There is always a risk but in most cases with careful work it is minimal.
The greatest risk is in the removal of the old. Treat with Liquid wrench or
similar, let it sit a day or two then carefully remove the old unit. Clean
well before installing the new; plastic and liquid wrench don't play well
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We've missed you for a few weeks. With everything that you have been
doing, the sink drains should be easy. I would suggest going to a big
hardware store and look at the various pieces of plumbing for drains.
All of them will have a rubber gasket on the bottom side of the drain
to help seal them against leaking. You put the drain pipe thru the
sink opening, with some sealer (I use sikicone rubber) on the bottom
of the tailpiece that goes inside the sink, then put on the gasket and
the securing nut and push them up to the threaded portion of the tail
piece and tighten snugly, The sealant should be squishing out a
little at both the top and bottom. Wipe of the excess and finish
conecting the remaining pipes and turn on the water. It really is
easy and you should be able to do it in well uner an hour. Use the
pieces you remove to size the replacement pipes. Unless a goriila
installed your present pipes, undoing the nuts and removing the old
pipes should not be difficult, unless the house is 100 years old. Do
what Colby suggests if the old pipes don't remove easily.
I don't want to rain on your parade, but I have found on disassembly that
rust, corrosion, and crud were all that was holding it together, and once it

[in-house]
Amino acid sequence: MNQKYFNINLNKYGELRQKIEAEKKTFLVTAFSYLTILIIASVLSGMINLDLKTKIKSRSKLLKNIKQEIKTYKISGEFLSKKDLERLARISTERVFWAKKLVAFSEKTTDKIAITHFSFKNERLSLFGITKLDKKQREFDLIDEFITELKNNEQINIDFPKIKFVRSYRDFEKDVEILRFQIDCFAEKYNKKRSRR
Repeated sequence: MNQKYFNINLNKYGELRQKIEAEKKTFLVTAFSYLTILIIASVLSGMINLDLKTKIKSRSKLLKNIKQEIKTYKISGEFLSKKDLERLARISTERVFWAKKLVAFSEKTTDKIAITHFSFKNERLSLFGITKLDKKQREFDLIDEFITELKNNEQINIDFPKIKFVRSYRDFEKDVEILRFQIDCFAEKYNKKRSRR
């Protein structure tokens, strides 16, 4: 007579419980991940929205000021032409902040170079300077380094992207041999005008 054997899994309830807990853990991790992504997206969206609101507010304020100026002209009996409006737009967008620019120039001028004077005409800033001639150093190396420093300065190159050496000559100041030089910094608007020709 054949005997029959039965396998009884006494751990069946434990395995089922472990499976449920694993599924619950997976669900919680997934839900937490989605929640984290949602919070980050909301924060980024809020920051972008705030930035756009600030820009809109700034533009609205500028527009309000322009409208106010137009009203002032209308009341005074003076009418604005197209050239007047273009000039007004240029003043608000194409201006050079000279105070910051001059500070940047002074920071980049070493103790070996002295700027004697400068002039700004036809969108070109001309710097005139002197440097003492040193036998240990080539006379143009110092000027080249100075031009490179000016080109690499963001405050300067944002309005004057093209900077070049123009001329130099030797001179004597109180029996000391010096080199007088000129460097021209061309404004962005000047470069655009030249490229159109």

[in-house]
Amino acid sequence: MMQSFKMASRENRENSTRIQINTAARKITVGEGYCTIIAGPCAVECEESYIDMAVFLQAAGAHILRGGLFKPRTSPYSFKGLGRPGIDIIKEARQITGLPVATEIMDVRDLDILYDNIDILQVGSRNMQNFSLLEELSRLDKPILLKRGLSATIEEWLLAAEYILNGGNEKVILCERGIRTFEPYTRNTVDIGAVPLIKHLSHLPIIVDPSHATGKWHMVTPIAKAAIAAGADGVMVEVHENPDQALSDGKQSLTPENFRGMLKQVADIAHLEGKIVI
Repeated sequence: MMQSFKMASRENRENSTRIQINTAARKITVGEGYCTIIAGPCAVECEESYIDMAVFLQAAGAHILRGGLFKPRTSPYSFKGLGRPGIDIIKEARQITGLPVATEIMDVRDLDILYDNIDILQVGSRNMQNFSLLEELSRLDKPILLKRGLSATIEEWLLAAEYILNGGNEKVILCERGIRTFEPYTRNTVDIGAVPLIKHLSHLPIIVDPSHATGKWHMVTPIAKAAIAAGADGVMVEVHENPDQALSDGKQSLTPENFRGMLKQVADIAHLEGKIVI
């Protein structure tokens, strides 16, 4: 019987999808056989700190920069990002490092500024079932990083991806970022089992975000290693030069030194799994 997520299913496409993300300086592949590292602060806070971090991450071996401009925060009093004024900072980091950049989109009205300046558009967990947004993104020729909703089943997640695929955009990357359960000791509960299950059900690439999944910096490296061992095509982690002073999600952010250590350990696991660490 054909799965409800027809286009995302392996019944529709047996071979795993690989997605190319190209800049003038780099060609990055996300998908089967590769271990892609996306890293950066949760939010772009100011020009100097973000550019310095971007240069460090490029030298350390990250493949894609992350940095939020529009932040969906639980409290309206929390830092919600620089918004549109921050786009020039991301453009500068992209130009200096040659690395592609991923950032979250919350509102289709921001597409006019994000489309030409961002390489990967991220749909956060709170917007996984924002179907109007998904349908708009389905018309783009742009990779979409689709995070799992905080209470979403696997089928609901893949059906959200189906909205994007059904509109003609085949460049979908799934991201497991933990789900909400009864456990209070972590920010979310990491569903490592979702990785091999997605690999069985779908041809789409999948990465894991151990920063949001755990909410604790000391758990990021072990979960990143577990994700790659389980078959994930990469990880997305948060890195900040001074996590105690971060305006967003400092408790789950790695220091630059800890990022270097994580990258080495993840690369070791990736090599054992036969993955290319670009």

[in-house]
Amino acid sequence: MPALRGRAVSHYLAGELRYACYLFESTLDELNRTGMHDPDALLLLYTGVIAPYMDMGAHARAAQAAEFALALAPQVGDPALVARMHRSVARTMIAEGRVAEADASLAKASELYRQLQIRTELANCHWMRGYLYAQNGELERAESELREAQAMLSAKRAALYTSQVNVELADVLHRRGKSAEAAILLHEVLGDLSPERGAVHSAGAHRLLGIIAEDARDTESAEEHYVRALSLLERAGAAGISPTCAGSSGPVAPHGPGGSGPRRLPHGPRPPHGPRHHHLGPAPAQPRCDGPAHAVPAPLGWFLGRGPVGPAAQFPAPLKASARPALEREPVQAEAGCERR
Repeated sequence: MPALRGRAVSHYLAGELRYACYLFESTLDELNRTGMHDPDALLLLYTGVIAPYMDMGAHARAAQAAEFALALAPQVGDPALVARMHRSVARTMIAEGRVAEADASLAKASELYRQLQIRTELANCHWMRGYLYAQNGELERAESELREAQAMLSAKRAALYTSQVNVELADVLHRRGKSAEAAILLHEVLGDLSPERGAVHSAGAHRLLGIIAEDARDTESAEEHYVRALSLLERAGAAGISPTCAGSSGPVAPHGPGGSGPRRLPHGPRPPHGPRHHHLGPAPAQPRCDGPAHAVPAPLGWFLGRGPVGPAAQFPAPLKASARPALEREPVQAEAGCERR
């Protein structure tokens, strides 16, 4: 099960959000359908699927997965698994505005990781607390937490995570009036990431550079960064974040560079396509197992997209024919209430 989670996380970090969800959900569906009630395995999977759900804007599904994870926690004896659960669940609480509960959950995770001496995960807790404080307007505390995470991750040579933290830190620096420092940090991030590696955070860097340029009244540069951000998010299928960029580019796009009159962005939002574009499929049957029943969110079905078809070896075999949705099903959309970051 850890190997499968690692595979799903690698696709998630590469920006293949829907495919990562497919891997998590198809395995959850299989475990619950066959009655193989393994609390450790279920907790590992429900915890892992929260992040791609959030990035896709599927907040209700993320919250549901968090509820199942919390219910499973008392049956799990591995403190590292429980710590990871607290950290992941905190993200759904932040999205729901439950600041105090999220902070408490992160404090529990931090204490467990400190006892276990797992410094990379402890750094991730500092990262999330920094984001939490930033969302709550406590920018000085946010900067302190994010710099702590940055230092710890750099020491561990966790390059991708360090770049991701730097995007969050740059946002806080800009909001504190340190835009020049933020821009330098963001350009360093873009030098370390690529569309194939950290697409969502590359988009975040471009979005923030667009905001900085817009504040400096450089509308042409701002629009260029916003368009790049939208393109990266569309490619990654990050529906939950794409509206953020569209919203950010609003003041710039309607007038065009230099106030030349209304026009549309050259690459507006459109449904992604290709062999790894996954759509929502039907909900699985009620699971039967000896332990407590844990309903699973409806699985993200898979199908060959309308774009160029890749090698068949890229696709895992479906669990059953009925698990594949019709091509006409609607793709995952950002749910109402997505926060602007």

is disassembled, it might not go back on and not leak. You can replace with
metal, but the new plastic is functional, cheap, available, and easy to work
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Thanks so much for all of your great feedback. I went to Home Depot
today and I purchased three sinks, and three new faucets. I decided I
did not want to put money into new cabinets and vanity tops, and use the
old sinks. The sinks were only $39 each, and almost like what I have.
I just felt this makes it all so much easier.
I will need to hire a plumber anyway to install the faucets.
Thanks again. What a great group of knowledgeable people.
Before you start, make sure the valves under the sink are not frozen and
that they shut the water totally off. If any of that is an issue you may
have to shut all the water off either at the meter or the valve right
after the meter.
Splurging once in a while is okay, especially for stuff you will be
staring at 2-3 times a day. If the old sinks are basically sound, please
don't trash them- donate them to Habitat ReStore or similar. Some poor
DIY or landlord will use them to upgrade a bathroom that was even worse
than yours, so two people will benefit from your purchase. It's a karma
apartment building. This man is 84 and works night and day on his
building. It is quite the show place, and he is pleased as punch to get
them. He even likes the faucets. The pride he takes in this building
is amazing. While I am sure he can afford new ones, I just feel good
about doing this. They are good people.
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